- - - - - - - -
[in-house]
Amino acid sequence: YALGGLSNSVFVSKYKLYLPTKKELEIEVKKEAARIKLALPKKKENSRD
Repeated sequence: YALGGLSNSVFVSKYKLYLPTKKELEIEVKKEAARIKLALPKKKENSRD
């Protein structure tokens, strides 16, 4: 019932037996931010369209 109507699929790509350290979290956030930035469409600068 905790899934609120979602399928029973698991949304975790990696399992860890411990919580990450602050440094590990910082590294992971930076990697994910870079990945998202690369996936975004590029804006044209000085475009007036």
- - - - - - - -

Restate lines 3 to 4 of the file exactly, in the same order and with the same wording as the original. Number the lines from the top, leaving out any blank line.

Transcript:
Repeated sequence: YALGGLSNSVFVSKYKLYLPTKKELEIEVKKEAARIKLALPKKKENSRD
């Protein structure tokens, strides 16, 4: 019932037996931010369209 109507699929790509350290979290956030930035469409600068 905790899934609120979602399928029973698991949304975790990696399992860890411990919580990450602050440094590990910082590294992971930076990697994910870079990945998202690369996936975004590029804006044209000085475009007036």